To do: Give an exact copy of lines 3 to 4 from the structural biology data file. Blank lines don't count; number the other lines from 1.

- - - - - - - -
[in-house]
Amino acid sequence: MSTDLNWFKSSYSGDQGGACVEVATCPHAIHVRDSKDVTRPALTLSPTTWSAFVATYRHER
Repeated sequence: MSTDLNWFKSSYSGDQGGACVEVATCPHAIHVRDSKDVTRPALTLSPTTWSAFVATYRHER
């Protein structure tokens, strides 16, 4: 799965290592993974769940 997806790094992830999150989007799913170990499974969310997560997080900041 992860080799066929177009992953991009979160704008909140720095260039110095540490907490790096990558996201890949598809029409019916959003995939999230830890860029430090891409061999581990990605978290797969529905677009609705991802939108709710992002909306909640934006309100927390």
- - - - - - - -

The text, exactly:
Repeated sequence: MSTDLNWFKSSYSGDQGGACVEVATCPHAIHVRDSKDVTRPALTLSPTTWSAFVATYRHER
């Protein structure tokens, strides 16, 4: 799965290592993974769940 997806790094992830999150989007799913170990499974969310997560997080900041 992860080799066929177009992953991009979160704008909140720095260039110095540490907490790096990558996201890949598809029409019916959003995939999230830890860029430090891409061999581990990605978290797969529905677009609705991802939108709710992002909306909640934006309100927390």